What happens when we don’t have enough equations to solve for all unknown reaction supports? Consider the following bar with 2 fixed ends:

We have 2 unknowns (R_{A} and R_{C}) but only one equation (ΣF_{x} = 0). How do we solve this then? Well we can actually get the 2nd equation by considering the deflection at the ends of the bar. The forces of different magnitudes cause varying displacements along the bar, but we know that the deflections at both ends are zero, since they are fixed. Therefore:

What happens when we don’t have enough equations to solve for all unknown reaction supports? Consider the following bar with 2 fixed ends:

We have 2 unknowns (R_{A} and R_{C}) but only one equation (ΣF_{x} = 0). How do we solve this then? Well we can actually get the 2nd equation by considering the deflection at the ends of the bar. The forces of different magnitudes cause varying displacements along the bar, but we know that the deflections at both ends are zero, since they are fixed. Therefore:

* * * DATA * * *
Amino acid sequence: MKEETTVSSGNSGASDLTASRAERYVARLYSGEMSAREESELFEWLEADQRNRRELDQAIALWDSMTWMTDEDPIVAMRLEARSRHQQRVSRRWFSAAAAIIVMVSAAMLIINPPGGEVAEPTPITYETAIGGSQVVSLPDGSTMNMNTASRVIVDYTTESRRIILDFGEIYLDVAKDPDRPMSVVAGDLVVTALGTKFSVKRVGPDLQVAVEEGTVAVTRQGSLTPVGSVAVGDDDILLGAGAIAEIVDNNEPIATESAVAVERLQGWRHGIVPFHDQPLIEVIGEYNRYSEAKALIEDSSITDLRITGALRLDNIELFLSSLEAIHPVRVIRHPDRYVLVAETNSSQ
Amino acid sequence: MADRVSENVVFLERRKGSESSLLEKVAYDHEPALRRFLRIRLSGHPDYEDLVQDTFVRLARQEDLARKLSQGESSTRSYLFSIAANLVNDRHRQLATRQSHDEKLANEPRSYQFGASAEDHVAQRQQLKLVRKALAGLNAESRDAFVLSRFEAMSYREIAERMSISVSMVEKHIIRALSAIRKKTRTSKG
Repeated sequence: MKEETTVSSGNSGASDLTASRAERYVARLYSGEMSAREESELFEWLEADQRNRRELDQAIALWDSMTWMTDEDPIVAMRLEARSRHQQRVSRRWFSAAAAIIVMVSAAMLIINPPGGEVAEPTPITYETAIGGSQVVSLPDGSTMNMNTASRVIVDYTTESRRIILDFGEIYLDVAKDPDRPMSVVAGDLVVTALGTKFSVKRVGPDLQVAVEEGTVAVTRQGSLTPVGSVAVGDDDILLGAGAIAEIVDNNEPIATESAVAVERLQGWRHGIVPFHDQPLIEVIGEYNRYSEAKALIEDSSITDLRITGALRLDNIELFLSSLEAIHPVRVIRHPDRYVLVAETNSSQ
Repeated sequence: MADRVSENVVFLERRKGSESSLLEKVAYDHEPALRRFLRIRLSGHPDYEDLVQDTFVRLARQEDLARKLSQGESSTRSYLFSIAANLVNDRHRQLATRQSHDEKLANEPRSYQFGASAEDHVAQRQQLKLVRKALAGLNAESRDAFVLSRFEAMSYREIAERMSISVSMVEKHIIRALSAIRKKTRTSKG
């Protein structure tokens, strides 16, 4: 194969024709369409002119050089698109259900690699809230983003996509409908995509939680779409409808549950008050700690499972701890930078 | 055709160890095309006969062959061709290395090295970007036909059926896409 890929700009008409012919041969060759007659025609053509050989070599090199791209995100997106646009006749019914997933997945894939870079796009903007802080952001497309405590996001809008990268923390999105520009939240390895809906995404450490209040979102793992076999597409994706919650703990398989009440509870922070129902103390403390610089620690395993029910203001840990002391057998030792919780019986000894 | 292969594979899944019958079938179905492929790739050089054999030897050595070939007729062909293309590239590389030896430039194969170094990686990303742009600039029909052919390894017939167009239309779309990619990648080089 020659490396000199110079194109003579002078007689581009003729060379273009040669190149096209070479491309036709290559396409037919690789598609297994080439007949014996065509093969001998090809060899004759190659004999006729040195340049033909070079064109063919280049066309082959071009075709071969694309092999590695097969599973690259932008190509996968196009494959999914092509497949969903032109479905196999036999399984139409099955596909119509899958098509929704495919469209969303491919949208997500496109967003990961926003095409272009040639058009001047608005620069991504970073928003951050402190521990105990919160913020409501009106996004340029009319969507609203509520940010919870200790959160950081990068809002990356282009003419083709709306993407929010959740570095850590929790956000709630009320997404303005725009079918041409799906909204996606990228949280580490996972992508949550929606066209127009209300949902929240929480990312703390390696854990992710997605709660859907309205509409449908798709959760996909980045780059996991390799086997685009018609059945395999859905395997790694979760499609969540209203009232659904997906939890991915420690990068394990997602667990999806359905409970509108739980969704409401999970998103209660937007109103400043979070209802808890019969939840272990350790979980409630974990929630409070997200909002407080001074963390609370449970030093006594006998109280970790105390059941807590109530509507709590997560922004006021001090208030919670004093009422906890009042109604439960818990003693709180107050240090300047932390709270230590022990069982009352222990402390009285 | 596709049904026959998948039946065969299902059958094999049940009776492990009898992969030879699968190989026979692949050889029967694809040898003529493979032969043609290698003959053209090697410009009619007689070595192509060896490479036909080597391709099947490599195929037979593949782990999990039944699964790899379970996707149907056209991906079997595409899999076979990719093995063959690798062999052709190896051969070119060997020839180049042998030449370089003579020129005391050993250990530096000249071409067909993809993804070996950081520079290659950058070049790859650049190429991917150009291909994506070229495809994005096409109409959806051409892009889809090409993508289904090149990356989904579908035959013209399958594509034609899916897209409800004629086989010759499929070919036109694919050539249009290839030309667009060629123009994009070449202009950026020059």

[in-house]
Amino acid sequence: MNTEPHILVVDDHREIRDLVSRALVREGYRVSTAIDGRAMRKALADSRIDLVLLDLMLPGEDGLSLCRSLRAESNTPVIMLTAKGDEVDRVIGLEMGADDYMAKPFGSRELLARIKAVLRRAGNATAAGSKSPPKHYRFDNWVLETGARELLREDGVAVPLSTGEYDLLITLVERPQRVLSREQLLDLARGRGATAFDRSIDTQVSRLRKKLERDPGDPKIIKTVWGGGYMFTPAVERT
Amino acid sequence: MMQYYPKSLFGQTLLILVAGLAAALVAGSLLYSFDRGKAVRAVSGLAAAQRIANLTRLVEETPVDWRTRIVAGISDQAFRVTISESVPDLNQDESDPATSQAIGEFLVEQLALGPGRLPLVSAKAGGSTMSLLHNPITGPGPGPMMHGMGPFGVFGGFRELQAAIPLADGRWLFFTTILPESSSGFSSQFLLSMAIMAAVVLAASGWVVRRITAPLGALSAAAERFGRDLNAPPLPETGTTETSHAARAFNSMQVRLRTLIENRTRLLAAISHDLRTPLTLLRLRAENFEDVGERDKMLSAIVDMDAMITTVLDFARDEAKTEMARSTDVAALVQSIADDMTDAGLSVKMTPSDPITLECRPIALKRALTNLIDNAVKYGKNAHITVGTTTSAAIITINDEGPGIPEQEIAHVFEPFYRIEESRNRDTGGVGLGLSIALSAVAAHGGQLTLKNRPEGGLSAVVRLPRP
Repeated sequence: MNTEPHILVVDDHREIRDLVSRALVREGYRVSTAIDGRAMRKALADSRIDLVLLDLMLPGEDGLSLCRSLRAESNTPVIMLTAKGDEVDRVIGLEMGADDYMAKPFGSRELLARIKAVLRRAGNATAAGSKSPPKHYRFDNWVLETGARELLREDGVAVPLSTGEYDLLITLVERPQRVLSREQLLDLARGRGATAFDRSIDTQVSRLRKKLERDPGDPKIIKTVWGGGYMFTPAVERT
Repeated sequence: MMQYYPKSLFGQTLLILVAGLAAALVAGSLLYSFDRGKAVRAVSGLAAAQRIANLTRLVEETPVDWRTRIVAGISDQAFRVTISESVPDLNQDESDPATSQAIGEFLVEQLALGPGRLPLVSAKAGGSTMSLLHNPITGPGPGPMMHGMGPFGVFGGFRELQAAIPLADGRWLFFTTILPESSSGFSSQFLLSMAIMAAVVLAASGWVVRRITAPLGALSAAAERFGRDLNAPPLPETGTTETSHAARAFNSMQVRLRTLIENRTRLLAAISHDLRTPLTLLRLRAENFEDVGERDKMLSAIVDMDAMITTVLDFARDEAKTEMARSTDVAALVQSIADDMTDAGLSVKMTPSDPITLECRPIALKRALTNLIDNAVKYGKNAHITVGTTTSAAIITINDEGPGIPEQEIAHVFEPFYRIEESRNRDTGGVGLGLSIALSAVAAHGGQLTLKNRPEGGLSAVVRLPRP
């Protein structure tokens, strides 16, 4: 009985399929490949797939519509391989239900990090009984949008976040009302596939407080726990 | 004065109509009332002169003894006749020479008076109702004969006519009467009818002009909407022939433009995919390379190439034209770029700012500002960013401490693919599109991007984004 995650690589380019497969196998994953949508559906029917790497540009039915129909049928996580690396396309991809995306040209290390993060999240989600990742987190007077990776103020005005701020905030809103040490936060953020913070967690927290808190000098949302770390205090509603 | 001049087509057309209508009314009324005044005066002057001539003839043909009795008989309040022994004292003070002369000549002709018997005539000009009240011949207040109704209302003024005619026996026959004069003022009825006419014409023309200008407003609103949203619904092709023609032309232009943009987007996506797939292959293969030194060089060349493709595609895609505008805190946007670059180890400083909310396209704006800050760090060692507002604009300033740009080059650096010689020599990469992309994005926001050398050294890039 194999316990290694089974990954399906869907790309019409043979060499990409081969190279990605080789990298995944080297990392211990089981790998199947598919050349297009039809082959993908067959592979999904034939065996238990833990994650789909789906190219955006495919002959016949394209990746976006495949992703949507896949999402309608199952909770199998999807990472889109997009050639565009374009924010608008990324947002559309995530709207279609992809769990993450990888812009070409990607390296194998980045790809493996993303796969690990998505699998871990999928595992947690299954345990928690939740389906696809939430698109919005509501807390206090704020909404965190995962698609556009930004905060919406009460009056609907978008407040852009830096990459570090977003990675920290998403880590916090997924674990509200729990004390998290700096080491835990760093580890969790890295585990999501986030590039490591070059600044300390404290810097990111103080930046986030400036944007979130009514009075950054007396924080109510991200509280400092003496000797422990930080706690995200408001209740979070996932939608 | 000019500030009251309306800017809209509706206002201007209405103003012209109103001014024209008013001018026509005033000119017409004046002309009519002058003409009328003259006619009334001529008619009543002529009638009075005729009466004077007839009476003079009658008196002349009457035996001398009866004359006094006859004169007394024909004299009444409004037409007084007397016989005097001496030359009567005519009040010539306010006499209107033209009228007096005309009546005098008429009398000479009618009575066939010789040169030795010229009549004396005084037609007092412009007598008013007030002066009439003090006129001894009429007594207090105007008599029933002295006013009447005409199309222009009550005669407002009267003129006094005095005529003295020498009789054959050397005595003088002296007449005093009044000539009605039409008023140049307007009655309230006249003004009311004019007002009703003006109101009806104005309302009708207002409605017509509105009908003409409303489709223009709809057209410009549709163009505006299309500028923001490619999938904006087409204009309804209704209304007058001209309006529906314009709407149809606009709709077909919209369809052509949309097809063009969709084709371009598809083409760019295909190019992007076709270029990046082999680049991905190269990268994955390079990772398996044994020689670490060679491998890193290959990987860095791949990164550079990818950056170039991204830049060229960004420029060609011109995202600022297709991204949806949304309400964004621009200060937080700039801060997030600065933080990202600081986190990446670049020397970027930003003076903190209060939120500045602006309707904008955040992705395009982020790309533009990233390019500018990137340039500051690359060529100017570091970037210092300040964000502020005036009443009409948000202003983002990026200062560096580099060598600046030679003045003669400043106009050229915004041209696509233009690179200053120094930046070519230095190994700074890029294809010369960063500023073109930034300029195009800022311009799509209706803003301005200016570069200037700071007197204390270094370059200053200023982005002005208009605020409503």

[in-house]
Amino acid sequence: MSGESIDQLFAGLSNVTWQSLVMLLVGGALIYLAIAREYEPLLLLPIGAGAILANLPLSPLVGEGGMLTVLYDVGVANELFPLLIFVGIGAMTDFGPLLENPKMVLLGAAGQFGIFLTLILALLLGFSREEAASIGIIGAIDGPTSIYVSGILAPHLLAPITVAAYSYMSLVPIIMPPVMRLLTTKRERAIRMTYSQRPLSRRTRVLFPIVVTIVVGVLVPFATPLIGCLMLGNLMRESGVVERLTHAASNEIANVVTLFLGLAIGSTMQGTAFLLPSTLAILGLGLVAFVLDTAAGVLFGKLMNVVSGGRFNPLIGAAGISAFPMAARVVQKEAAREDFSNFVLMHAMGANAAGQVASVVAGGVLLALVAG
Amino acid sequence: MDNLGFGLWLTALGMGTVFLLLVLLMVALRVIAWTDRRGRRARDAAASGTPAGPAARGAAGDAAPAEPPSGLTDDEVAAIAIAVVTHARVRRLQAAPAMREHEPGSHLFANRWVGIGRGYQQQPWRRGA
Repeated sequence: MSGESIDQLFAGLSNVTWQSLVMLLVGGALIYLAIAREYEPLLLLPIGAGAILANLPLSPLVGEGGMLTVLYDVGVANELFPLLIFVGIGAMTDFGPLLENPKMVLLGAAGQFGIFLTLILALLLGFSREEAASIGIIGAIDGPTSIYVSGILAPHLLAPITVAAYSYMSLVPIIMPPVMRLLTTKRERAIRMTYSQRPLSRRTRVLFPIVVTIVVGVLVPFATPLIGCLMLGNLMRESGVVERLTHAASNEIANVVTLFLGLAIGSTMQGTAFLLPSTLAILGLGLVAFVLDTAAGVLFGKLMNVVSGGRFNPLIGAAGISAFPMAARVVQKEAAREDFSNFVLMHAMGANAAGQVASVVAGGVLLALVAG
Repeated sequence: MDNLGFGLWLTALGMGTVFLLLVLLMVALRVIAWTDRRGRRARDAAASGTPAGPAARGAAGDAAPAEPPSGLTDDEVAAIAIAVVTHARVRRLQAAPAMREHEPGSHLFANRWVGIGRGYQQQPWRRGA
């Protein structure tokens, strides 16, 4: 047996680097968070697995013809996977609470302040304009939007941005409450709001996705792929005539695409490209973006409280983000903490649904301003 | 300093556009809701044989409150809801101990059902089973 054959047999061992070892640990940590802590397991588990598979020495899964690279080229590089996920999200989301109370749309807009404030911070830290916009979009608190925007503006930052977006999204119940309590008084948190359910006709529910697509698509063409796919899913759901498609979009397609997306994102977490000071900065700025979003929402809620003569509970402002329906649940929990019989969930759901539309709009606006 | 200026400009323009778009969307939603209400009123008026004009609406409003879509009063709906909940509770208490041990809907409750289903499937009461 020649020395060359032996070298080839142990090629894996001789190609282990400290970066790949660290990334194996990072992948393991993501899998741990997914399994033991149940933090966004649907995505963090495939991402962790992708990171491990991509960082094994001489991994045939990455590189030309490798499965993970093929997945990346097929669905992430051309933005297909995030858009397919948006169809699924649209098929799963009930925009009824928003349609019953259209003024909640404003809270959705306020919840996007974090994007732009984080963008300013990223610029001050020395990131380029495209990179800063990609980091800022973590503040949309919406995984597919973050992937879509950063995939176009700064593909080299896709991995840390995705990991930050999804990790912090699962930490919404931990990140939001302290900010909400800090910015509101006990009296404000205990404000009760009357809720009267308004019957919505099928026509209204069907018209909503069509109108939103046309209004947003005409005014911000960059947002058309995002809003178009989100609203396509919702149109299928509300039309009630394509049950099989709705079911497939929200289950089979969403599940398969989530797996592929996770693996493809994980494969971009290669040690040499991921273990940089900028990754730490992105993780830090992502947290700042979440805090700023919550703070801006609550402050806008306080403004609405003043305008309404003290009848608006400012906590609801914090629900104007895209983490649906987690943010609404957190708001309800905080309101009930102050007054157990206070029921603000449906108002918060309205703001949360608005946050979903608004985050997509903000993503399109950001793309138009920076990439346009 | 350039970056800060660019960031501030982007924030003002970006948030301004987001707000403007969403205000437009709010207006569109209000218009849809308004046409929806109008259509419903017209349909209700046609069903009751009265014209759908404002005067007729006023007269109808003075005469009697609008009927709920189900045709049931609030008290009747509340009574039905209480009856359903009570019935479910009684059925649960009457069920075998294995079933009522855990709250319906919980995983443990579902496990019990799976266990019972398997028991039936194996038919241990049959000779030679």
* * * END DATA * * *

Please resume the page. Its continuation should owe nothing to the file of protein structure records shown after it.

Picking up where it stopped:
Using the elastic deformation formula, we can then express the displacements in terms of the forces:

P_{CB} and P_{AB} can be expressed as the reaction forces, and this gives us our 2nd equation to solve for the 2 unknown reactions. The displacement equation is called the *compatibility equation*.

Let’s look at an example now.

Using the elastic deformation formula, we can then express the displacements in terms of the forces:

P_{CB} and P_{AB} can be expressed as the reaction forces, and this gives us our 2nd equation to solve for the 2 unknown reactions. The displacement equation is called the *compatibility equation*.

Let’s look at an example now.